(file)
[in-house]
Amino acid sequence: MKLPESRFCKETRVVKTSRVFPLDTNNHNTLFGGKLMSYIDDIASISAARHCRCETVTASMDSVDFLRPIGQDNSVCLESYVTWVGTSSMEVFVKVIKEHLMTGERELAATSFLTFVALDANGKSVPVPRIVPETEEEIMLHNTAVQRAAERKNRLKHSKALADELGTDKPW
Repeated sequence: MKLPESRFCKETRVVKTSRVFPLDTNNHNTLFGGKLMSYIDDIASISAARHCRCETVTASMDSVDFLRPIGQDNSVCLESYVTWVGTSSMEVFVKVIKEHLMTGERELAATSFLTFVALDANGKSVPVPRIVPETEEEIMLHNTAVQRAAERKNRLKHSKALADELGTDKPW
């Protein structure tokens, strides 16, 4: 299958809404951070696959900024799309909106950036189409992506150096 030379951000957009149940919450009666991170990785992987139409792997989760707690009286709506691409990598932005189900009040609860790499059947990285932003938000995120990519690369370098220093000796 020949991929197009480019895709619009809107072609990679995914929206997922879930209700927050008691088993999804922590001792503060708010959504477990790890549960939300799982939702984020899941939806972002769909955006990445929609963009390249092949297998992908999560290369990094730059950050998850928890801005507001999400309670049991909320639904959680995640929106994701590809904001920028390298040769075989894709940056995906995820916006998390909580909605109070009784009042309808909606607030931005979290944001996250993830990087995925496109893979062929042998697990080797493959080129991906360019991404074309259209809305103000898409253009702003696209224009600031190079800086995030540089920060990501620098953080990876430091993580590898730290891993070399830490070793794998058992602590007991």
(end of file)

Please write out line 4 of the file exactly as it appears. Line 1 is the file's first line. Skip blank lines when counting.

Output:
């Protein structure tokens, strides 16, 4: 299958809404951070696959900024799309909106950036189409992506150096 030379951000957009149940919450009666991170990785992987139409792997989760707690009286709506691409990598932005189900009040609860790499059947990285932003938000995120990519690369370098220093000796 020949991929197009480019895709619009809107072609990679995914929206997922879930209700927050008691088993999804922590001792503060708010959504477990790890549960939300799982939702984020899941939806972002769909955006990445929609963009390249092949297998992908999560290369990094730059950050998850928890801005507001999400309670049991909320639904959680995640929106994701590809904001920028390298040769075989894709940056995906995820916006998390909580909605109070009784009042309808909606607030931005979290944001996250993830990087995925496109893979062929042998697990080797493959080129991906360019991404074309259209809305103000898409253009702003696209224009600031190079800086995030540089920060990501620098953080990876430091993580590898730290891993070399830490070793794998058992602590007991």